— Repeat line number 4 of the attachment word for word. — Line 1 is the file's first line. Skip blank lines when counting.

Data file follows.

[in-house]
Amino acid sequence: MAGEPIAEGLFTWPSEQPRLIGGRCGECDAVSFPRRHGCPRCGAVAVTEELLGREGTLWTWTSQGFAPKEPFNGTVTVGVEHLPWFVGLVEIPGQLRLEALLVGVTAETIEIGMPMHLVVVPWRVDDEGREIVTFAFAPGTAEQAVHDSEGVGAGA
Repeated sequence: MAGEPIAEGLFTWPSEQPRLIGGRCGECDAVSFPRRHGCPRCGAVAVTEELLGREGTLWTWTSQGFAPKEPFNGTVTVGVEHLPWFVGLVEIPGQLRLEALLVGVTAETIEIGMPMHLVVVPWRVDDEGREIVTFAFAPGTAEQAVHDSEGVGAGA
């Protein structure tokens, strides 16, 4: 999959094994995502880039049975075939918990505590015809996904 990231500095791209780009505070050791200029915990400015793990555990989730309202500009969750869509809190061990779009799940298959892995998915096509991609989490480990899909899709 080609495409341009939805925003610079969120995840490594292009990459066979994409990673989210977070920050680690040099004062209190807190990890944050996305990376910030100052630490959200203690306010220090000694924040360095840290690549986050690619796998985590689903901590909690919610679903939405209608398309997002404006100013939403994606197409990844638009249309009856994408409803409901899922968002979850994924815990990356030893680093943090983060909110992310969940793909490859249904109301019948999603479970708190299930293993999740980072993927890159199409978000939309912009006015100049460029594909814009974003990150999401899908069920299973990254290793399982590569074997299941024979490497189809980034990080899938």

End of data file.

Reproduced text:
């Protein structure tokens, strides 16, 4: 999959094994995502880039049975075939918990505590015809996904 990231500095791209780009505070050791200029915990400015793990555990989730309202500009969750869509809190061990779009799940298959892995998915096509991609989490480990899909899709 080609495409341009939805925003610079969120995840490594292009990459066979994409990673989210977070920050680690040099004062209190807190990890944050996305990376910030100052630490959200203690306010220090000694924040360095840290690549986050690619796998985590689903901590909690919610679903939405209608398309997002404006100013939403994606197409990844638009249309009856994408409803409901899922968002979850994924815990990356030893680093943090983060909110992310969940793909490859249904109301019948999603479970708190299930293993999740980072993927890159199409978000939309912009006015100049460029594909814009974003990150999401899908069920299973990254290793399982590569074997299941024979490497189809980034990080899938």